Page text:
The silent film might seem antiquated against a cinematic context that so prioritises dialogue, plotting, and aural acuity.
But the fundamental tenet of cinema – to communicate an idea with images alone – is nowhere better evidenced than in these early days of the silver screen. For those unfamiliar with the wonders and secrets of the silent age, here are seven films to check out:
1. The Passion of Joan of Arc
An arthouse classic beloved by almost all who see it, The Passion of Joan of Arc is one of Danish master Carl Theodore Dreyer’s first masterpieces. While contextualised by the grandiosity of the Hundred Years War, Dreyer’s approach is not sound (naturally) or fury. Instead, he creates a visual collage of close-ups, using sharp angles (heeding no rules, 180 degrees or otherwise) and harsh cuts to communicate the innocence and tragedy of Joan. He prefers a minimalist (and anachronistic) modernist set to historical detail, and finds thrilling dynamism in camera movement. There is a common misconception that Dreyer intended the film to go without a score (converse to the norm), but that this film could very well be viewed as such is testament to its visual quality.
2. Man With a Movie Camera
One for the postmodernists out there – this film is both an example of visual storytelling while being about that very thing at once. Dziga Vertov is here propagating his theory of the ‘cine-eye’. This is the idea that the camera can, and should, go where the human eye cannot. By taking advantage of its unique perspective, certain truths or realities hitherto unseeable are suddenly revealed. It is important that Man With a Movie Camera is considered a documentary – despite all the tricks and falsehoods therein, Vertov’s ultimate aim is to present a version of reality, the camera lens his mode of expression.
Contrasting Vertov’s overtly expressionistic distortions of reality, Eisenstein preferred what he coined the ‘cine-fist’. His cinema is inherently ideological, and his theory of montage relies less on the content of individual images as what these images communicate in tandem. Strike is his debut feature, and a powerful example: towards its gruesome finale, the violence of farm animals being slaughtered is cut against shots of beleaguered workers, these ideas merging and overlapping. Eisenstein’s montage is sometimes complex, but the idea behind it is easily replicable.
4. A Cottage on Dartmoor
Beyond the juvenilia of a certain Hitchcock, the silent cinema of Britain is often ignored. But Anthony Asquith (son of Prime Minister H. H. Asquith) contradicts this tendency. In what might be his very best film, Asquith presents a masterclass in visual storytelling. One scene takes place in a cinema, and in a self-reflexive twist the camera is pointed from the screen, on the audience. By cutting between the film’s troubled antagonist, his guileless prey, and the various reactions to the (unseen) action onscreen, Asquith creates a flurry of emotion and tension, culminating in a frenzied intercutting of faces, flashbacks, and sordid fantasy. On paper this scene would be simple, perhaps even dull. Asquith translates it with cinematic dexterity.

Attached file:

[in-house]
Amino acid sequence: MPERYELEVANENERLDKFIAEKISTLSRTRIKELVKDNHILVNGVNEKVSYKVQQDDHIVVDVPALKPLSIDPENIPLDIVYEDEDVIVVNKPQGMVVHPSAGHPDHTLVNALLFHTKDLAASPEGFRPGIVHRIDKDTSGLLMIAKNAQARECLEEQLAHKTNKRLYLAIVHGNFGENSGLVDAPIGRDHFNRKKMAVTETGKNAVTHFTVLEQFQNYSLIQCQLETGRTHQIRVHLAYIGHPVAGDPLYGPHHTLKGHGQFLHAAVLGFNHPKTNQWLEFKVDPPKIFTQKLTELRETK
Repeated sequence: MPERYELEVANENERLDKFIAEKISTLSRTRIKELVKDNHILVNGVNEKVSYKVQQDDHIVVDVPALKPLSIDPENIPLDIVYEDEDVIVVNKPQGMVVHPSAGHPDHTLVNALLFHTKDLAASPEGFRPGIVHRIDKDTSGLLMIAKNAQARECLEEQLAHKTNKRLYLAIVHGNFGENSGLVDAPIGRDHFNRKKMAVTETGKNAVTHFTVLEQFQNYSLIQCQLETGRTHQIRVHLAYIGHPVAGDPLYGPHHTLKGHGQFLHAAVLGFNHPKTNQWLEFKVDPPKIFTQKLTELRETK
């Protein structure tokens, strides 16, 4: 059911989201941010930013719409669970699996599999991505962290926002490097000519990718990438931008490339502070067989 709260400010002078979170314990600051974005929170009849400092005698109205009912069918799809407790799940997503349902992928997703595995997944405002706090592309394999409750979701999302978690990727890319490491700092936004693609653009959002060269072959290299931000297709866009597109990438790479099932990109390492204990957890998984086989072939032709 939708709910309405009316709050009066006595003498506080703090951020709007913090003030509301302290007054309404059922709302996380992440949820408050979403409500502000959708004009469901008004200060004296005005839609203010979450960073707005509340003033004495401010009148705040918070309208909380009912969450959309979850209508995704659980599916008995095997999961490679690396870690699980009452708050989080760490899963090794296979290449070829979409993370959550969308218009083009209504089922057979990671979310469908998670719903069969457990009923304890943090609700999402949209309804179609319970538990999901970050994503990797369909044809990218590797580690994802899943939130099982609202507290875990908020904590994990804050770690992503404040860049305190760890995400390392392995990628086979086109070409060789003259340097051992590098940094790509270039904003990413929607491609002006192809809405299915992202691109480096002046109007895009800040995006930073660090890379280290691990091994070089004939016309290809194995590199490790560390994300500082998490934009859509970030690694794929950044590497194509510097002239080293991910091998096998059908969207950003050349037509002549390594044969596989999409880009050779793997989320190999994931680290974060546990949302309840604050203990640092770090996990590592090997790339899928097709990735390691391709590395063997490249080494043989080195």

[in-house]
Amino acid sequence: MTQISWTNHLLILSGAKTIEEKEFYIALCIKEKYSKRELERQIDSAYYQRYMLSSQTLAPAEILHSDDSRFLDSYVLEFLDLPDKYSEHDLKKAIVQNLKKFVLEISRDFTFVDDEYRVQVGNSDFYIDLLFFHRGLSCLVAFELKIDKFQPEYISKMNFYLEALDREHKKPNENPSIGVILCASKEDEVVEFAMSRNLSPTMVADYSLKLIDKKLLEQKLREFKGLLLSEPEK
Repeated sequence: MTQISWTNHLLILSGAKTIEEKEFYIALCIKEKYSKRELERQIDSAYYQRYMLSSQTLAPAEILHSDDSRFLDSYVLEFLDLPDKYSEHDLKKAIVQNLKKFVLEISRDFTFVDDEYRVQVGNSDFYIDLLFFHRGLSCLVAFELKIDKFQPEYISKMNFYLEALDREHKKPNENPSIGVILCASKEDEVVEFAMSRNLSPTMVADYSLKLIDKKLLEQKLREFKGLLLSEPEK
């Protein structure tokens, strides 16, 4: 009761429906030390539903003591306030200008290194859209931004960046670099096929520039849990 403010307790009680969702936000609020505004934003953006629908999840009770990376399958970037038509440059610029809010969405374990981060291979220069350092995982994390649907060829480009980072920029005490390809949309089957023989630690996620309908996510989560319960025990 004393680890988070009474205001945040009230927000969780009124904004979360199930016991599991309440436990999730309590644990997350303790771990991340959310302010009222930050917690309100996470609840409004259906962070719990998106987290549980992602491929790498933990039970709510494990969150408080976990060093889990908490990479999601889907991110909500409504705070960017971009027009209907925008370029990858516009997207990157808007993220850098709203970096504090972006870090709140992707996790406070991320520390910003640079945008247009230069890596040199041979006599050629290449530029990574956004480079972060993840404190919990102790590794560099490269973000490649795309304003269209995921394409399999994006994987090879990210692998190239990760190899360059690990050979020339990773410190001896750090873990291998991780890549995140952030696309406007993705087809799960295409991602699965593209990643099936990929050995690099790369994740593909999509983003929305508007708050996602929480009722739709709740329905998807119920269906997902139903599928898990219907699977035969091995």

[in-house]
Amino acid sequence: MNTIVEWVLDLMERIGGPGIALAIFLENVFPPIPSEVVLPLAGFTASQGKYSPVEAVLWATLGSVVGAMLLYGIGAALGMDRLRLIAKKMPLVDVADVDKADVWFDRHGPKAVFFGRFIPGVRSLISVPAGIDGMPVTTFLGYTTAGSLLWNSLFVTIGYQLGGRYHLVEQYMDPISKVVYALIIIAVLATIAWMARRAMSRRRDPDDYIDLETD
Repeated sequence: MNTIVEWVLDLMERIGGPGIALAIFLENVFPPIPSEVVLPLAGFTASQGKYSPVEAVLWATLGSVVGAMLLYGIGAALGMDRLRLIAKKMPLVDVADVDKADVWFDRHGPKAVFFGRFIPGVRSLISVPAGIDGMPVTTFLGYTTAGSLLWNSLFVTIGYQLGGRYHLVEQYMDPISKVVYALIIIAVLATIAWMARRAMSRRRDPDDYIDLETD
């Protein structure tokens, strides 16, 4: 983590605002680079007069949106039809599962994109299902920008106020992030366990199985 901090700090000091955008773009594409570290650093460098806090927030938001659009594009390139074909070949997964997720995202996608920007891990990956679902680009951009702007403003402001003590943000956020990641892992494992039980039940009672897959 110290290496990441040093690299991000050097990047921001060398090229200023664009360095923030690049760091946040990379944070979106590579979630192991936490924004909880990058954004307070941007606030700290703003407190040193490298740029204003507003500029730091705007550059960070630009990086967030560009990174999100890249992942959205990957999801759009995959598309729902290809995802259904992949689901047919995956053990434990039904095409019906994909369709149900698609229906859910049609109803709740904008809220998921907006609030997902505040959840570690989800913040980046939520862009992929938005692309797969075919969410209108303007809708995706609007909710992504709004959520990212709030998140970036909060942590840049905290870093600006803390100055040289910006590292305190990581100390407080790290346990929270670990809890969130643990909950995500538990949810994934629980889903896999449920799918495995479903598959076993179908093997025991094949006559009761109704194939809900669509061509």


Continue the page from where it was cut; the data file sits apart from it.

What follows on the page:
No list of silent film would be complete without reference to German expressionism, one of cinema’s most potent artistic movements. This genre is famed for its angular, geometric sets and dark, haunting narrative lines. Realism was last among the expressionists’ concerns. F.W. Murnau’s Faust is a scintillating example, particularly its first third. We open to Mephisto, the devil, sending down a plague on Faust’s village. Instead of expression through montage, Murnau finds the iconographic in each image, with stunning compositions and incredible visual inventions. Cinema might be bigger now, but for my money Faust has yet to be topped in sheer verve.
6. Safety Last
Visual storytelling doesn’t only apply to Communist propaganda and Germanic folklore – it’s also essential to some of cinema’s funniest comedies. But I’ll forgo Chaplin and Keaton for ‘the third [and often forgotten] genius’, Harold Lloyd. Safety Last, his greatest film, is packed with gags from first frame (literally) to last, but the clocktower sequence is both the best and most iconic among them. Even those who haven’t seen the film often recognise it. Why is it so well known? The power of its imagery. Humour might be his priority, but Lloyd (with directors Fred C. Newmeyer and Sam Taylor) does not shy away from matching his skits with spectacle, and to clear effect.
To save the best til last, it would probably be easier to list the visual tricks that aren’t used in Napoleon. Abel Gance’s opus, and perhaps the culmination of the silent era (cut ruefully short by certain technological innovations), Napoleon is spectacular. Invention is the apposite term. Almost every scene in some way innovates the form, and none more than the final ‘triptych’ sequence. Positioning three cameras in sequence, Gance transforms his 4:3 frame into an enormous 2:1 widescreen. Three images become one; the film literally expands widthwise for its final 20 minutes. More than one (sometimes uneven) expanded frame, Gance then uses these additional screens for different images, symbolism, and contrast. It’s the ultimate power move of silent cinema, and astounding on the big screen. The lesson from Gance: never be afraid to go all out.